New Targets to Fight Flu

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Influenza A is a major human and animal pathogen with the ability to mutate and cross species: the recent emergence of the H5N1 strain of the Avian Influenza A virus has emphasised the need for new treatments. Between 2003 and 2008 there were 385 confirmed human cases of the avian H5N1 strain (WHO data).
Existing flu treatments such as Tamiflu® and Relenza® target the viral neuraminidase, a highly variable protein on the surface of the virus which can mutate to give viral strains which are resistant to the drugs.
PA-PB1 Complex (pdb id: 3cm8)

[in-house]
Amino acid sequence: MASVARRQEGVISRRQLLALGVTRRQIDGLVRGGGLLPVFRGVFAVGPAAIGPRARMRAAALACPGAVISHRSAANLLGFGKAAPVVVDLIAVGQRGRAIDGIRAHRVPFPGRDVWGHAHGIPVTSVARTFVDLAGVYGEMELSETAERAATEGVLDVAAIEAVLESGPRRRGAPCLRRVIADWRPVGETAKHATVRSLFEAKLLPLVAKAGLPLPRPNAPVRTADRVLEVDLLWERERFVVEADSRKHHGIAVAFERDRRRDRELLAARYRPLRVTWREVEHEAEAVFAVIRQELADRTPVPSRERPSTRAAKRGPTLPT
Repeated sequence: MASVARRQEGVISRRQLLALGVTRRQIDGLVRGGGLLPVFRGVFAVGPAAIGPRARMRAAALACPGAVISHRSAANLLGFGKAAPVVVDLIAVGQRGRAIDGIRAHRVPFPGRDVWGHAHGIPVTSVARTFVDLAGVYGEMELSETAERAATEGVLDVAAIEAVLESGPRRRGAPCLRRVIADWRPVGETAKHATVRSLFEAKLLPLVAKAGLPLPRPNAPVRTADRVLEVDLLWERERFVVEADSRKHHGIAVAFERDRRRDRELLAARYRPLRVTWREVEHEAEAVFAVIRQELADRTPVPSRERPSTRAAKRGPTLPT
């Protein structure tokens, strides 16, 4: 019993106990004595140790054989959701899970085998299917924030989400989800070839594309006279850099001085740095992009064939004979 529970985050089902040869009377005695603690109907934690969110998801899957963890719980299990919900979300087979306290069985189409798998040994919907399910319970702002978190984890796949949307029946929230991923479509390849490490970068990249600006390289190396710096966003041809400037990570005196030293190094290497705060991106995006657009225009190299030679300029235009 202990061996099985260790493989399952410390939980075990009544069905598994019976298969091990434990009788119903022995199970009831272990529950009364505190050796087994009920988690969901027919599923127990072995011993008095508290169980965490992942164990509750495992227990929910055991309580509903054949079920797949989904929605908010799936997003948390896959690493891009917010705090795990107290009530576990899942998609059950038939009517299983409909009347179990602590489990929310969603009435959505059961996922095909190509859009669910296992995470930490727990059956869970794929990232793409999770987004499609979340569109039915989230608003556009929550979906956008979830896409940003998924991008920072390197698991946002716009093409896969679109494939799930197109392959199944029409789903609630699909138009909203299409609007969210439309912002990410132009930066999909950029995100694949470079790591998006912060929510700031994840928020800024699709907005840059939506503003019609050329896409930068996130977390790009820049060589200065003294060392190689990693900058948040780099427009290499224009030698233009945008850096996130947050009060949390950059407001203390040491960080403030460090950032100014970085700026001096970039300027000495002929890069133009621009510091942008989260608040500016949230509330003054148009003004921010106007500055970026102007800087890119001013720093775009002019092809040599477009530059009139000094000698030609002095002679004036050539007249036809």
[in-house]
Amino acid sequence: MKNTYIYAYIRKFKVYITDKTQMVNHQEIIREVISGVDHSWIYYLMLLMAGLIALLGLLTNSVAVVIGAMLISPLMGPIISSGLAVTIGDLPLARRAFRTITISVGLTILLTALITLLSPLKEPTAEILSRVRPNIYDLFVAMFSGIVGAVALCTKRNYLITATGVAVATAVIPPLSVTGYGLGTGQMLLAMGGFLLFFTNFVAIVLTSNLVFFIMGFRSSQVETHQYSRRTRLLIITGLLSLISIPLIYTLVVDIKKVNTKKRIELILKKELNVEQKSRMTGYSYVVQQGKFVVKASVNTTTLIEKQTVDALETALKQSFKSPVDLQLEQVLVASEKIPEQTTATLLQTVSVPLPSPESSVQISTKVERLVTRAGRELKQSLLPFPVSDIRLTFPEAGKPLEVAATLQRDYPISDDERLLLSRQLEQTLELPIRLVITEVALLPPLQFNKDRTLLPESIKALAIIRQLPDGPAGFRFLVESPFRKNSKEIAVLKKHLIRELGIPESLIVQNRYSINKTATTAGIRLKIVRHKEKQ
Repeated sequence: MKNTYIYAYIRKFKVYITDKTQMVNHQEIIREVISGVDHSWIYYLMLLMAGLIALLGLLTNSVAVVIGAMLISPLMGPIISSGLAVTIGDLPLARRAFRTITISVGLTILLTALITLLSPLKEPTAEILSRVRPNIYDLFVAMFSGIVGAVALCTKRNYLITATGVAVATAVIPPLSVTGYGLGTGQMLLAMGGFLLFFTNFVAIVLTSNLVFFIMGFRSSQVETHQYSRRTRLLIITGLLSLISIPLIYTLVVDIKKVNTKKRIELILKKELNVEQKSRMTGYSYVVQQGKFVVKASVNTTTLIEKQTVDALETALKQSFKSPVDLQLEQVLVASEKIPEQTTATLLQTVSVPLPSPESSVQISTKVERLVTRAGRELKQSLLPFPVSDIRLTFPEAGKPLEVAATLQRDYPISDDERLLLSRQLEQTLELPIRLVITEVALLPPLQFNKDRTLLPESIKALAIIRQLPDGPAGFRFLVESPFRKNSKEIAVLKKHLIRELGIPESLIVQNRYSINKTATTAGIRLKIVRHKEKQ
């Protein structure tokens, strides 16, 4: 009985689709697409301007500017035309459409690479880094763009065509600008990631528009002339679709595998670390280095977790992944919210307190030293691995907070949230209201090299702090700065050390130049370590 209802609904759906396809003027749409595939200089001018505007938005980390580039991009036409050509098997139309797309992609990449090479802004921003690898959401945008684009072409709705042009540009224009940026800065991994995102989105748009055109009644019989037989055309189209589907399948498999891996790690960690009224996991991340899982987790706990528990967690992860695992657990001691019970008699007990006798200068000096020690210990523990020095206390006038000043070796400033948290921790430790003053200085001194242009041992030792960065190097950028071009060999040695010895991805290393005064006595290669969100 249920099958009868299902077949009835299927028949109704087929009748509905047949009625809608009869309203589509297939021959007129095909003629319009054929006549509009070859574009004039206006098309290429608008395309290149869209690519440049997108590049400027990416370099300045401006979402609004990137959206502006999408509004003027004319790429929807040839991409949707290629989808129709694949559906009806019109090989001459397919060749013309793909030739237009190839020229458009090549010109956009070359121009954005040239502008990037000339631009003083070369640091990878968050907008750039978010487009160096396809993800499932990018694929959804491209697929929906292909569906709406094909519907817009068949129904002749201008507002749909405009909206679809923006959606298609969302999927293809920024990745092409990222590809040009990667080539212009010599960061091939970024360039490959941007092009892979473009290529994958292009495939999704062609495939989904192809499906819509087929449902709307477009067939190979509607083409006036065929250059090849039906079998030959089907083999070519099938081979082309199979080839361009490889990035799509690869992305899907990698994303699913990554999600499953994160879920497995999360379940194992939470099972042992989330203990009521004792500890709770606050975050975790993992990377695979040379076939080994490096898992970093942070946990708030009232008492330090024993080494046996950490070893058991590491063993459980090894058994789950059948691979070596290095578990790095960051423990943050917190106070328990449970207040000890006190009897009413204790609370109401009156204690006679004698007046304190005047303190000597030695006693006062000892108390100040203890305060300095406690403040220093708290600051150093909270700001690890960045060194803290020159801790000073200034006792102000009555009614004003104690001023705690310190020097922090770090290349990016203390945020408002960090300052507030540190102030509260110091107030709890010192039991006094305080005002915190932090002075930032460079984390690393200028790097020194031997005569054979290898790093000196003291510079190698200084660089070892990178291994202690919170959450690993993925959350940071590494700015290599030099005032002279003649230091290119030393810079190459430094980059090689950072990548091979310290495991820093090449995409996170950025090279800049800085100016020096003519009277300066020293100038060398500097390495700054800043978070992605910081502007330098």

PA-PB1 Complex (pdb id: 3cm8)

Two independent reports (He et.al., Obayashi et.al.) have recently described the crystal structure of the viral RNA polymerase, a protein complex that is essential for viral transcription and replication. The complex contains three proteins, PB1 which has polymerase and endonuclease activities, PB2 which is responsible for binding capped RNA, and PA, the function of which is less clear. Both structures show large fragments of PA bound to a smaller helical fragment of PB1. If it were possible to devise a small molecule that could disrupt this binding, it would likely prevent polymerase activity and viral replication. Although protein-protein interactions are considered to be difficult targets for drug discovery, in this case the binding area is relatively small and offers a potential target for novel anti-influenza drugs.


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